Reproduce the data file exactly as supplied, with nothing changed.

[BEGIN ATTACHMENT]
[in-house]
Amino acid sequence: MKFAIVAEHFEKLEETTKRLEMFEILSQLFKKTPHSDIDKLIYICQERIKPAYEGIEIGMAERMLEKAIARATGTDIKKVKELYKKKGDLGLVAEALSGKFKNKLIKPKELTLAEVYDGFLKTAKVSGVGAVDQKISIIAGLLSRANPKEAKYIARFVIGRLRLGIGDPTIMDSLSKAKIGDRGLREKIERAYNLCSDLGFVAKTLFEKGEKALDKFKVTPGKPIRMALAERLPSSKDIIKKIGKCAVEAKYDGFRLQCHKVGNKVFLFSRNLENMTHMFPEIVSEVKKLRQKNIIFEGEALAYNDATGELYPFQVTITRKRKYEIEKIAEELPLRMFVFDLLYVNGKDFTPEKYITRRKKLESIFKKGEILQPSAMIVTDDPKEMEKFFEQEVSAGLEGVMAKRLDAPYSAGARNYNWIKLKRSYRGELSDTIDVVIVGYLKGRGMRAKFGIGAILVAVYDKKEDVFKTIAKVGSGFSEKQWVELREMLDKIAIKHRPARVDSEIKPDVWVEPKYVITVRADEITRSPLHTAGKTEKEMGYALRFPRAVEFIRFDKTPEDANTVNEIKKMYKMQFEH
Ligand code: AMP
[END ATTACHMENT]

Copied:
[in-house]
Amino acid sequence: MKFAIVAEHFEKLEETTKRLEMFEILSQLFKKTPHSDIDKLIYICQERIKPAYEGIEIGMAERMLEKAIARATGTDIKKVKELYKKKGDLGLVAEALSGKFKNKLIKPKELTLAEVYDGFLKTAKVSGVGAVDQKISIIAGLLSRANPKEAKYIARFVIGRLRLGIGDPTIMDSLSKAKIGDRGLREKIERAYNLCSDLGFVAKTLFEKGEKALDKFKVTPGKPIRMALAERLPSSKDIIKKIGKCAVEAKYDGFRLQCHKVGNKVFLFSRNLENMTHMFPEIVSEVKKLRQKNIIFEGEALAYNDATGELYPFQVTITRKRKYEIEKIAEELPLRMFVFDLLYVNGKDFTPEKYITRRKKLESIFKKGEILQPSAMIVTDDPKEMEKFFEQEVSAGLEGVMAKRLDAPYSAGARNYNWIKLKRSYRGELSDTIDVVIVGYLKGRGMRAKFGIGAILVAVYDKKEDVFKTIAKVGSGFSEKQWVELREMLDKIAIKHRPARVDSEIKPDVWVEPKYVITVRADEITRSPLHTAGKTEKEMGYALRFPRAVEFIRFDKTPEDANTVNEIKKMYKMQFEH
Ligand code: AMP